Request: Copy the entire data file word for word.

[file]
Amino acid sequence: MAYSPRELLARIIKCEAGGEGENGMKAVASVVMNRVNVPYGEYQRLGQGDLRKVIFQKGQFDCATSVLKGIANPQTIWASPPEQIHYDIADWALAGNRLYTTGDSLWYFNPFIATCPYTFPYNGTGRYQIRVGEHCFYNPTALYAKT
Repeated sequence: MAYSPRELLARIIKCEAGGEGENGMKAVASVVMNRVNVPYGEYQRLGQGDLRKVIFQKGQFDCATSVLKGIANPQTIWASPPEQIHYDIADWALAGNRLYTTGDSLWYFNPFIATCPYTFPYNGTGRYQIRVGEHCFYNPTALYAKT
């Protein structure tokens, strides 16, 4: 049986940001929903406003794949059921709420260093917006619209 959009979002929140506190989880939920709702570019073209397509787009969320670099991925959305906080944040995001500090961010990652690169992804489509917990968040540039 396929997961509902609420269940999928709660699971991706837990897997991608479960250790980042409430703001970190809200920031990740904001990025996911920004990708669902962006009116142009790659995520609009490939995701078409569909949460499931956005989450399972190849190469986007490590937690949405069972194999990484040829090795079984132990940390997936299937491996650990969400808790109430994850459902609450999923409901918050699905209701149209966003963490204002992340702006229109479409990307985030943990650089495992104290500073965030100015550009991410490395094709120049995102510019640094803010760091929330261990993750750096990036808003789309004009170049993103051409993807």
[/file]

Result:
Amino acid sequence: MAYSPRELLARIIKCEAGGEGENGMKAVASVVMNRVNVPYGEYQRLGQGDLRKVIFQKGQFDCATSVLKGIANPQTIWASPPEQIHYDIADWALAGNRLYTTGDSLWYFNPFIATCPYTFPYNGTGRYQIRVGEHCFYNPTALYAKT
Repeated sequence: MAYSPRELLARIIKCEAGGEGENGMKAVASVVMNRVNVPYGEYQRLGQGDLRKVIFQKGQFDCATSVLKGIANPQTIWASPPEQIHYDIADWALAGNRLYTTGDSLWYFNPFIATCPYTFPYNGTGRYQIRVGEHCFYNPTALYAKT
């Protein structure tokens, strides 16, 4: 049986940001929903406003794949059921709420260093917006619209 959009979002929140506190989880939920709702570019073209397509787009969320670099991925959305906080944040995001500090961010990652690169992804489509917990968040540039 396929997961509902609420269940999928709660699971991706837990897997991608479960250790980042409430703001970190809200920031990740904001990025996911920004990708669902962006009116142009790659995520609009490939995701078409569909949460499931956005989450399972190849190469986007490590937690949405069972194999990484040829090795079984132990940390997936299937491996650990969400808790109430994850459902609450999923409901918050699905209701149209966003963490204002992340702006229109479409990307985030943990650089495992104290500073965030100015550009991410490395094709120049995102510019640094803010760091929330261990993750750096990036808003789309004009170049993103051409993807």